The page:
Shares in Hochschild Mining rose on Wednesday after Peru’s government said it would not unilaterally close mines and would consider extending operating licences if legal requirements were met.
The London-listed company lost 25 per cent of its market value on Monday after the Prime Minister Mirtha Vásquez said four mines in Peru’s southern Ayacucho region — including the company’s flagship Inmaculada mine — would be closed as soon as possible.
However, Lima backtracked on that position on Wednesday following discussions with the National Society of Mining, Petroleum and Energy.
“We rule out the closure and request for the unilateral end of the operations of the mining units, which fulfil legal requirements and conditions established in national and sectoral legislation, and which have corresponding permits in effect,” the government said in a statement.
Hochschild shares advanced 6 per cent to 120p, making it the biggest riser in the FTSE 250.
Lima’s U-turn will be welcomed by the mining sector. The South American country is the world’s second-biggest producer of copper and a significant source of gold, silver, zinc and tin.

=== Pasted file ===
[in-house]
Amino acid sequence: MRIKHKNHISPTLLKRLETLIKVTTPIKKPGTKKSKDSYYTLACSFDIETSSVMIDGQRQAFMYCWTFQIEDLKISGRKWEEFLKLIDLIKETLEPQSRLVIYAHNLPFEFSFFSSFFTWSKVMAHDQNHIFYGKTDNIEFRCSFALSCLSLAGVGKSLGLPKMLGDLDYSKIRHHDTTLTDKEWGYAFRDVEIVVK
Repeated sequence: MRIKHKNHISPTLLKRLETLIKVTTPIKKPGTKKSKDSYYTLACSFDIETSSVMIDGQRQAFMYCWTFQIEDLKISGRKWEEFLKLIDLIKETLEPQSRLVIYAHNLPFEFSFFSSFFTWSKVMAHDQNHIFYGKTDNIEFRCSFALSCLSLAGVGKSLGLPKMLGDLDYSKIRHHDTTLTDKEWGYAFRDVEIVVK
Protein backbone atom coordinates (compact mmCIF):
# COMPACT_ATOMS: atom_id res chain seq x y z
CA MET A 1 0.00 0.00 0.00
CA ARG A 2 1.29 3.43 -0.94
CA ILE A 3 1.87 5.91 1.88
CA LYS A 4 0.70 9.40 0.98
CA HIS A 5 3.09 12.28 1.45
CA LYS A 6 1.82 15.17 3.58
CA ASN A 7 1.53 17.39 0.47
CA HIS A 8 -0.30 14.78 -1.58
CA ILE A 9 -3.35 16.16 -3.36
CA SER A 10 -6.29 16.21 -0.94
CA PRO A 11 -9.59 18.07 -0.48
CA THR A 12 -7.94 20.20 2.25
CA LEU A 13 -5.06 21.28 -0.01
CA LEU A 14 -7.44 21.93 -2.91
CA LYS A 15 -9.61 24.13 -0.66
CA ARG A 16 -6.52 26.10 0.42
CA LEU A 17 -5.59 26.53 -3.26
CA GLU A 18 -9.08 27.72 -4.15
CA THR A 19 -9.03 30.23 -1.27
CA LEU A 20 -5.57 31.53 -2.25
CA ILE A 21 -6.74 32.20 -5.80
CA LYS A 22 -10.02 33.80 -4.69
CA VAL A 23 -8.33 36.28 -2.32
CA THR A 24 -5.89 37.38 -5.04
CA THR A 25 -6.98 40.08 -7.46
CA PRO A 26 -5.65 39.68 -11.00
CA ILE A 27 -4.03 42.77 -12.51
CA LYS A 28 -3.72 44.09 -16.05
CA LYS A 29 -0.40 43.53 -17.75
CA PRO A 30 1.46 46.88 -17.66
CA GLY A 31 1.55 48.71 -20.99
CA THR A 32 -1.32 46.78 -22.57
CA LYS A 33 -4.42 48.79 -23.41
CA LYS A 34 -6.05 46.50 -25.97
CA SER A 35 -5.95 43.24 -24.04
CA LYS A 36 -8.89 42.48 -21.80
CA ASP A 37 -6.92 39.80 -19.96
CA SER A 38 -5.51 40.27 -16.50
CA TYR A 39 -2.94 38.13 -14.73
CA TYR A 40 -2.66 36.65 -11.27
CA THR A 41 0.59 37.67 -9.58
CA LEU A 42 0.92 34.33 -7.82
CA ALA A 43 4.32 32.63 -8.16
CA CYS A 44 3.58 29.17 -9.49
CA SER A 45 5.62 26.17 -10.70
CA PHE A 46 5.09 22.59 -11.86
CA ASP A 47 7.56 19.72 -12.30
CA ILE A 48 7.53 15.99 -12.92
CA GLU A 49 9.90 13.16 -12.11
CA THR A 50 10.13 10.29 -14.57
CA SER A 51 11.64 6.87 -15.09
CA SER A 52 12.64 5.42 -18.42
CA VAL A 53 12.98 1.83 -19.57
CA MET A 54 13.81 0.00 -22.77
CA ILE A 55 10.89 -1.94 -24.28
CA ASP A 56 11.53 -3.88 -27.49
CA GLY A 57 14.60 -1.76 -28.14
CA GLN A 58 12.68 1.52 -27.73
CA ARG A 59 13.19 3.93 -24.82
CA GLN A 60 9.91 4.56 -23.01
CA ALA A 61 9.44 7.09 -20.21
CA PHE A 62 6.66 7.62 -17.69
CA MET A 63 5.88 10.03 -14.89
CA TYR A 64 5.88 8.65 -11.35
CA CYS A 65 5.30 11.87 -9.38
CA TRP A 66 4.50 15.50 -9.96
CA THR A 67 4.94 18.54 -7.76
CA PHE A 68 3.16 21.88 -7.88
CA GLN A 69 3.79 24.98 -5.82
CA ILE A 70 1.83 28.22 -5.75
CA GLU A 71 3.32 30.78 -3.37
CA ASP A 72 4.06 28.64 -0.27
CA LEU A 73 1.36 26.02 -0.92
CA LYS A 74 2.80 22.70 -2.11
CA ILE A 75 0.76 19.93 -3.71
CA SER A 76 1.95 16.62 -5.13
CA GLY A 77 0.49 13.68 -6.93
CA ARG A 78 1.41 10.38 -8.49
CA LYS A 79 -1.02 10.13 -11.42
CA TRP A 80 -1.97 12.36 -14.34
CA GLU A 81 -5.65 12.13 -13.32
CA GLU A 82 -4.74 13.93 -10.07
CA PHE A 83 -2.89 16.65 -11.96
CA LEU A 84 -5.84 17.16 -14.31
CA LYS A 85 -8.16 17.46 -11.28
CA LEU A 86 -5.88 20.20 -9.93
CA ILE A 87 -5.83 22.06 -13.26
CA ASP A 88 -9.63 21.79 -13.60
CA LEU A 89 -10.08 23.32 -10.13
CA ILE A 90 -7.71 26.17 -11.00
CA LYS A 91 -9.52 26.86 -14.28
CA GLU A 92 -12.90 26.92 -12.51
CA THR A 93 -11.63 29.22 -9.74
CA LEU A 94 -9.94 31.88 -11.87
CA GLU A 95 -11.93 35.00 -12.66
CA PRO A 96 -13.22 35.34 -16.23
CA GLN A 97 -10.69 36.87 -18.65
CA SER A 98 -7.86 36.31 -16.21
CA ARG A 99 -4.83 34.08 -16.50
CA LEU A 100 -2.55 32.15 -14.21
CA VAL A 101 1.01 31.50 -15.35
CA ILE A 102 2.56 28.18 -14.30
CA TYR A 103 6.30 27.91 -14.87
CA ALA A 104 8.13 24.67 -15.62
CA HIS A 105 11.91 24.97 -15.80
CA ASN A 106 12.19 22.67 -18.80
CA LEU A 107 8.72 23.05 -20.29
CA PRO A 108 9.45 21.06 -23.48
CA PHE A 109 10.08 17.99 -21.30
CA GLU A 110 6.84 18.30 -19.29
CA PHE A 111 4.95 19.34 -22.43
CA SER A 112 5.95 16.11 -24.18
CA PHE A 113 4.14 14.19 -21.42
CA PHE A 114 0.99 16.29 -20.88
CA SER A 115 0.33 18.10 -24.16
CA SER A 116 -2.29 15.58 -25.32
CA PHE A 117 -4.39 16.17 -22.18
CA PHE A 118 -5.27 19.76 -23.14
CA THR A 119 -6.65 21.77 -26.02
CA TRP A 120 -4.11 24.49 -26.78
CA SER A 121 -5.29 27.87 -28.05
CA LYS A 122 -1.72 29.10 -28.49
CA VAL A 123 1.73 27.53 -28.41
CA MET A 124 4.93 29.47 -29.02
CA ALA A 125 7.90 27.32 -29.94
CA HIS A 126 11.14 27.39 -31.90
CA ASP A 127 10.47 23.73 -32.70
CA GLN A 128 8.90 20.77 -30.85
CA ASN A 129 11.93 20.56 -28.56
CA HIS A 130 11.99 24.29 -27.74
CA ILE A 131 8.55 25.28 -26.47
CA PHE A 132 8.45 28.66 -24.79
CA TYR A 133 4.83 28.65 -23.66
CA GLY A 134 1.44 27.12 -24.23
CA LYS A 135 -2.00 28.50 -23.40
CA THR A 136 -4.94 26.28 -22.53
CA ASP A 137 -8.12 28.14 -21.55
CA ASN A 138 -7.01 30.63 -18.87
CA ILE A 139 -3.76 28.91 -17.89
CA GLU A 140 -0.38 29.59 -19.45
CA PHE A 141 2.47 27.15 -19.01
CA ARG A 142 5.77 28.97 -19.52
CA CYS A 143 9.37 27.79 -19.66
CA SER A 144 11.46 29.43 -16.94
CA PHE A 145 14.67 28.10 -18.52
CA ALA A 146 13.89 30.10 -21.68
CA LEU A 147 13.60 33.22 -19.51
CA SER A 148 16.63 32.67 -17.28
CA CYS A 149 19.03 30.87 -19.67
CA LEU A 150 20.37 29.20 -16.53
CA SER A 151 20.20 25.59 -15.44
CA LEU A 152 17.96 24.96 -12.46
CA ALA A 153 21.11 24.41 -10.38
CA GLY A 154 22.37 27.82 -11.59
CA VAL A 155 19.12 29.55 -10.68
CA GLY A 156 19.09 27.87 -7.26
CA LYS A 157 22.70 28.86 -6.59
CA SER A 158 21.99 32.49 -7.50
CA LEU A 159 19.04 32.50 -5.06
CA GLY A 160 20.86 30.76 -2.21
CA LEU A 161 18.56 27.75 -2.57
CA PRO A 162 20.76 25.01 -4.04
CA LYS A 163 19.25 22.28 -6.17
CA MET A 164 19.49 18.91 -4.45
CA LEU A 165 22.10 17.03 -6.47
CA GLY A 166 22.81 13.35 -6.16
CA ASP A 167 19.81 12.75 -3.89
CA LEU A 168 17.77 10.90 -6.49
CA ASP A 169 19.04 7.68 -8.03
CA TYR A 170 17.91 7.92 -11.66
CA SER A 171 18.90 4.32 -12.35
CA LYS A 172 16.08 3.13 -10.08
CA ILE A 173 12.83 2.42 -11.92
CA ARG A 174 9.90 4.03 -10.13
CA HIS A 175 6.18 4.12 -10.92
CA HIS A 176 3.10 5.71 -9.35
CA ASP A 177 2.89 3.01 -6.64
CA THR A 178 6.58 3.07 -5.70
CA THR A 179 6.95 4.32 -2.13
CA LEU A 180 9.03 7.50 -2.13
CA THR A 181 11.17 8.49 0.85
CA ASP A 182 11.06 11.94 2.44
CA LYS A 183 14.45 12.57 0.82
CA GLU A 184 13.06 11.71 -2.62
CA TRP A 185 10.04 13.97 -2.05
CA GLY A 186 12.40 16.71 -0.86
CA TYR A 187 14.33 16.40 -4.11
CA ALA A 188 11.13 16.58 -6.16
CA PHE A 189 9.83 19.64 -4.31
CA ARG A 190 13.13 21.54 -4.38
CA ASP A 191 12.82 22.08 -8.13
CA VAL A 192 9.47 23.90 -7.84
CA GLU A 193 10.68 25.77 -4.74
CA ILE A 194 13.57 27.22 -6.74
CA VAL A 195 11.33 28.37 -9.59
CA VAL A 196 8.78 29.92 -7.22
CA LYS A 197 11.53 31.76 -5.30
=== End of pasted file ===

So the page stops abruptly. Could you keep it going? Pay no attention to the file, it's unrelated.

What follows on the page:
Anglo American, Newmont, Glencore and Freeport-McMoRan also operate mines in Chile, as do Chinese-controlled companies including MMG and Chinalco and local producers such as Buenaventura.
Following local protests, Vásquez attended a meeting in the town of Coracora in the Ayacucho region on Friday and pledged to negotiate terms for the closure of two small privately owned mines and Hochschild’s Inmaculada and Pallancata operations, which account for about 80 per cent of the company’s annual production of gold and silver.
Hochschild, 38 per cent owned by Peruvian billionaire Eduardo Hochschild, hit back on Monday, saying it would “vigorously defend its position”. Wednesday’s government U-turn followed further talks with the company.
Analysts at UBS said the prime minister’s move was a reminder that the tax and licensing risks in Peru remained elevated.
“We cannot rule out potential disputes over permits at individual operational mines and expect some form of taxation increases for Peruvian miners,” they said in a note.
Political risk has intensified since President Pedro Castillo took office in July. The government is in the process of proposing higher taxes on mining to help fund social programmes. Peru has been badly hit by the pandemic and mining is a big generator of export revenue.